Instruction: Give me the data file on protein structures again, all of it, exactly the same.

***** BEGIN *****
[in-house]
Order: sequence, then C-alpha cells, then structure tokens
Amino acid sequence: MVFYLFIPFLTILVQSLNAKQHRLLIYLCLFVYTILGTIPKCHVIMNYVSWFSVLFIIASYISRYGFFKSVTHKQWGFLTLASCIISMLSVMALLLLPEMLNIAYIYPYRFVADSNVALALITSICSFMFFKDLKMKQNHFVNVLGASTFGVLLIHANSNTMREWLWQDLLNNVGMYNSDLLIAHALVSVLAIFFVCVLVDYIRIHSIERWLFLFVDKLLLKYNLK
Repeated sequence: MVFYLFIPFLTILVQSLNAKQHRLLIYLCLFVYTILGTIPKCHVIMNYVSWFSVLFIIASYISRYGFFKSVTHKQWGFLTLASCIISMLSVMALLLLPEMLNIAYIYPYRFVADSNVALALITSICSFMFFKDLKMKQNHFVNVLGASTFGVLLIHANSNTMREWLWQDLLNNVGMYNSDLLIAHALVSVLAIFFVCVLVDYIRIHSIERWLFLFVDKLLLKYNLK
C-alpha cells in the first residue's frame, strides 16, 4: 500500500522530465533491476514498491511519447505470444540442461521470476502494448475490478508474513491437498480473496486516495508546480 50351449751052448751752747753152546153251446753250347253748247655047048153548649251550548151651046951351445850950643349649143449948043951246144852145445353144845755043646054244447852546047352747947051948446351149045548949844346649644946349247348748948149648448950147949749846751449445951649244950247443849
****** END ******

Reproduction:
[in-house]
Order: sequence, then C-alpha cells, then structure tokens
Amino acid sequence: MVFYLFIPFLTILVQSLNAKQHRLLIYLCLFVYTILGTIPKCHVIMNYVSWFSVLFIIASYISRYGFFKSVTHKQWGFLTLASCIISMLSVMALLLLPEMLNIAYIYPYRFVADSNVALALITSICSFMFFKDLKMKQNHFVNVLGASTFGVLLIHANSNTMREWLWQDLLNNVGMYNSDLLIAHALVSVLAIFFVCVLVDYIRIHSIERWLFLFVDKLLLKYNLK
Repeated sequence: MVFYLFIPFLTILVQSLNAKQHRLLIYLCLFVYTILGTIPKCHVIMNYVSWFSVLFIIASYISRYGFFKSVTHKQWGFLTLASCIISMLSVMALLLLPEMLNIAYIYPYRFVADSNVALALITSICSFMFFKDLKMKQNHFVNVLGASTFGVLLIHANSNTMREWLWQDLLNNVGMYNSDLLIAHALVSVLAIFFVCVLVDYIRIHSIERWLFLFVDKLLLKYNLK
C-alpha cells in the first residue's frame, strides 16, 4: 500500500522530465533491476514498491511519447505470444540442461521470476502494448475490478508474513491437498480473496486516495508546480 50351449751052448751752747753152546153251446753250347253748247655047048153548649251550548151651046951351445850950643349649143449948043951246144852145445353144845755043646054244447852546047352747947051948446351149045548949844346649644946349247348748948149648448950147949749846751449445951649244950247443849